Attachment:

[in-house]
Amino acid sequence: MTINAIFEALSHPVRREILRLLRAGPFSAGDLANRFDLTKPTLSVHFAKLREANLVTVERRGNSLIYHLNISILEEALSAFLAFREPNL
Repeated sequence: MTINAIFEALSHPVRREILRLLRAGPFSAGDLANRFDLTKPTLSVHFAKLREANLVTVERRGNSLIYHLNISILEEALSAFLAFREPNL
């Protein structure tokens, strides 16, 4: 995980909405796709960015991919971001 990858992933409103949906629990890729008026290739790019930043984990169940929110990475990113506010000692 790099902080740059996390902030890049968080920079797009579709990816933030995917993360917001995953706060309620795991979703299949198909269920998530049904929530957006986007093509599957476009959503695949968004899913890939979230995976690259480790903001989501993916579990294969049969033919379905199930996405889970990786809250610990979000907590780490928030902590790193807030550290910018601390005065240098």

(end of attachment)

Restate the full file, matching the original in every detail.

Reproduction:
[in-house]
Amino acid sequence: MTINAIFEALSHPVRREILRLLRAGPFSAGDLANRFDLTKPTLSVHFAKLREANLVTVERRGNSLIYHLNISILEEALSAFLAFREPNL
Repeated sequence: MTINAIFEALSHPVRREILRLLRAGPFSAGDLANRFDLTKPTLSVHFAKLREANLVTVERRGNSLIYHLNISILEEALSAFLAFREPNL
């Protein structure tokens, strides 16, 4: 995980909405796709960015991919971001 990858992933409103949906629990890729008026290739790019930043984990169940929110990475990113506010000692 790099902080740059996390902030890049968080920079797009579709990816933030995917993360917001995953706060309620795991979703299949198909269920998530049904929530957006986007093509599957476009959503695949968004899913890939979230995976690259480790903001989501993916579990294969049969033919379905199930996405889970990786809250610990979000907590780490928030902590790193807030550290910018601390005065240098």